Friday, September 12, 2008

Porgy and my Dad

I’ve only seen my father drunk twice. The first time, we were at the beach for Thanksgiving, and all of my siblings were there, and my dad got horribly, horribly drunk. He had his big shirt unbuttoned down to his chest, like, “no, senior please, it is too sexy …” except it wasn’t … and his fathead was so red, and so big, it was a little scary. I thought he might burst like a steampipe. And my dad – my sober, thoughtful, strict, southern Methodist father, with his baritone preacher’s voice and southern drawl – started singing, in a low, deep rumble, a song from Porgy and Bess. “Myyyyyyyyyyyyyy … woman Bessie ………. Oh myyyyyyyyyyyy woman Bessie.”

Up until that time, I hadn't known my father had ever seen Porgy and Bess. Or any musical, for that matter. Much less one about the life of people living on Catfish Row in South Carolina the 20s. Oh man, his head was so fat.

The second time was at my graduation party. I was headed to grad school at Tulane, and he already knew I was going to be doing a bit of drinking in college, so he let my mom get a keg – a keg! – my conservative, southern father let us have a keg of Guiness, and he proceeded to get mighty drunk off of it. When the party died down, I told him I was going to take off to visit a friend at a local diner – and he looked up at me, shirt half undone again, and said, “you’re not going anywhere, you little jerk.” When my brother tried to tell him it was ok, he said, “NO! you’re not going, you flatbellied piss-ant.” And then he passed out and I went and had an omlette.

So in college, last day of school, sophomore year, my mom called me, and with two words, changed my life forever. I could tell she had been crying, and when I asked what was wrong she said, simply,

“Dad’s dead.”

It was a heart attack, at work, 9:30 am, as he rushed to a meeting. No one could have predicted that. At the funeral, I spoke about a dream I had about him, and all my siblings talked too about the articles he’d written about them and how much they loved him. The next four months of the summer were pretty much a daze. It’s been more than six years since he died, and I still think about it, and cry about it, and dream about it, all the time. I wish he were here so I could tell him all about my life – so I could ask his advice about the woman that I love – so I could watch a Michigan football game with him on a lazy October Saturday and hear him softly snoring in the chair next to me. I wish I could hear him yell “hot damn,” when they scored, just one last time.

And it’s funny, my dad did a lot of really great things in his life, but the times that I keep remembering were the two times I ever saw him drunk. We sit around and talk about it and laugh and joke, and my mom gets so angry. She yells at us, “That’s not the person your dad was, he was a great man. He was a sober man, and an honest man.” But I don’t know, for some reason, those drunken, crazy times are the ones I remember – him at his most vulnerable, most funny – and most human.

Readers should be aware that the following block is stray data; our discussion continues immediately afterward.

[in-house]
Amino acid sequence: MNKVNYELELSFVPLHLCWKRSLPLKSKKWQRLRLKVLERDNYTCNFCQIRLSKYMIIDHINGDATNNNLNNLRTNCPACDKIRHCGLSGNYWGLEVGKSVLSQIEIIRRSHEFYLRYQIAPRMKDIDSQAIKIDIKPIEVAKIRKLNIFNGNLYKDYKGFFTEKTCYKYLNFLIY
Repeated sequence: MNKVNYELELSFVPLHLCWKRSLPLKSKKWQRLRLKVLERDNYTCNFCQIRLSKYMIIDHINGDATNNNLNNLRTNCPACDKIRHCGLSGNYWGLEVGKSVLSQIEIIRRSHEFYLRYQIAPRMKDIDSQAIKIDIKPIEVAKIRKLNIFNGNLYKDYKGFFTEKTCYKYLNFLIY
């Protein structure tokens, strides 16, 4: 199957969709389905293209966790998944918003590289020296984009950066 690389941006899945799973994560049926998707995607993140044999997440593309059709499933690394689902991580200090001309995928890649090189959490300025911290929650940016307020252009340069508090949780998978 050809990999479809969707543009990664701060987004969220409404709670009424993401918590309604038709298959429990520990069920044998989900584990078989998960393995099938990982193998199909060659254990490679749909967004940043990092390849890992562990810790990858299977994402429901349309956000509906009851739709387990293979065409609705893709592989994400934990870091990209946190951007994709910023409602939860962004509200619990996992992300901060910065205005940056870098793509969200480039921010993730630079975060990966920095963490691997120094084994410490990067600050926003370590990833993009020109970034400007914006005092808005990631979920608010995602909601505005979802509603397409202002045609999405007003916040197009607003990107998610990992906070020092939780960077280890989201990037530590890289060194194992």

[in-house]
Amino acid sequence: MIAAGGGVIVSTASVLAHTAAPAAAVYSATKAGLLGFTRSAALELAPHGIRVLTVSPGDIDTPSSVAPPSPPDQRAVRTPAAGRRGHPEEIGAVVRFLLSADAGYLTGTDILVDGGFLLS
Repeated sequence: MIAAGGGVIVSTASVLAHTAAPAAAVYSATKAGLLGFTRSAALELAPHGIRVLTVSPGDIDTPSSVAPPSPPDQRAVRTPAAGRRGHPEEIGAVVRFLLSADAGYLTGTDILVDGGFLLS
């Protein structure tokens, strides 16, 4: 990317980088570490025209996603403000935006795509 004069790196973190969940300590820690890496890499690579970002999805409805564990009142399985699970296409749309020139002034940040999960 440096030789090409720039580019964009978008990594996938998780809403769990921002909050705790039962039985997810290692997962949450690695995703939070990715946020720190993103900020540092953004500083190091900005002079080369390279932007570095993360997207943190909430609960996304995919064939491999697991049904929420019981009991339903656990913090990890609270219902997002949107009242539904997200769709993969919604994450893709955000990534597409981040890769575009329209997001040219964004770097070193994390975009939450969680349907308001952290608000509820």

I don’t think I’ll ever forget that. “Myyyyyyyyyyyyyyyyyyyyyy woman Bessie. Oh myyyyyyyyyyy woman Bessie.”

I miss you, dad.

Tuesday, September 09, 2008

New Orleans - Gustav Blows

Yeah, I have a girlfriend, and it's crazy, but I think I'm in love with her - after less than three months. You never expect that stuff to happen, and then boom, it does, and you're just floored. I'm not sure I've even fully digested it yet.

We went to New Orleans last week and it was so surreal; we got there on Thursday, with limited power, most businesses closing at 5 or 6 pm, and water in short supply. We rented a car and drove around and saw the city recovery, national guard troops, and police everywhere (even New Orleans has joined the annoying trend of Police Cars with permenant flashing lights, which I suppose was good in the darkness uptown).

We went down to the quarter the first night and hit up Port of Call, then went back uptown relatively early after a drink at Lafitte's blacksmith shop. Around 4 am we woke up thirsty and realized we hadn't bought any water, and so we went out looking for some - and much to our chagrin, or perhaps luck, nothing was open and the streets were empty because of a curfew (which in reality was only a walking curfew, thank god we had that car).

Anyway, we drove all around the empty quarter, the empty uptown, the blackened streets. Eventually we stopped at the Hotel La Pavillion and asked a couple of police officers if they knew of any place to get water and they gave us a dozen bottles out of the back of their truck. Surreal.

By Friday though, everything was business as usual. We even saw James Carville at Lilette's, and even Jacques Imos was back up on Saturday night.

The law school stuff is still in the embryonic stages, I haven't completed the apps yet - that's my goal for the next two weeks.

I'll post pictures soon.